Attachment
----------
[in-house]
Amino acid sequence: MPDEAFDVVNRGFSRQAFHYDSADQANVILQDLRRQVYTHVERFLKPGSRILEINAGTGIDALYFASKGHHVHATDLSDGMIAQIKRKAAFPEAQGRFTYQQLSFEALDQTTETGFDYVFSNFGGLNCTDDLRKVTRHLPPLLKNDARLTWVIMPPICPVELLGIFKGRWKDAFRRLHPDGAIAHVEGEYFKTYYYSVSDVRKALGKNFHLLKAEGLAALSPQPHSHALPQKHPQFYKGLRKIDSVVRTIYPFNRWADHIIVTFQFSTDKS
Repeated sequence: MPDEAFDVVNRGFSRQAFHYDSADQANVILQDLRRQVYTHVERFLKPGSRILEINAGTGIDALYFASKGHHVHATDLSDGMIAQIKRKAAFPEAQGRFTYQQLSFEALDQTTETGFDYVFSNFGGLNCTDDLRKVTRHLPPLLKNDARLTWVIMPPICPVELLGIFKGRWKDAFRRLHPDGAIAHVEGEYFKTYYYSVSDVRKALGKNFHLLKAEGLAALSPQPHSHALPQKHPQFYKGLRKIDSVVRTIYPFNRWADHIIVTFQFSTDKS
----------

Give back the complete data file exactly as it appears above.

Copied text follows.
[in-house]
Amino acid sequence: MPDEAFDVVNRGFSRQAFHYDSADQANVILQDLRRQVYTHVERFLKPGSRILEINAGTGIDALYFASKGHHVHATDLSDGMIAQIKRKAAFPEAQGRFTYQQLSFEALDQTTETGFDYVFSNFGGLNCTDDLRKVTRHLPPLLKNDARLTWVIMPPICPVELLGIFKGRWKDAFRRLHPDGAIAHVEGEYFKTYYYSVSDVRKALGKNFHLLKAEGLAALSPQPHSHALPQKHPQFYKGLRKIDSVVRTIYPFNRWADHIIVTFQFSTDKS
Repeated sequence: MPDEAFDVVNRGFSRQAFHYDSADQANVILQDLRRQVYTHVERFLKPGSRILEINAGTGIDALYFASKGHHVHATDLSDGMIAQIKRKAAFPEAQGRFTYQQLSFEALDQTTETGFDYVFSNFGGLNCTDDLRKVTRHLPPLLKNDARLTWVIMPPICPVELLGIFKGRWKDAFRRLHPDGAIAHVEGEYFKTYYYSVSDVRKALGKNFHLLKAEGLAALSPQPHSHALPQKHPQFYKGLRKIDSVVRTIYPFNRWADHIIVTFQFSTDKS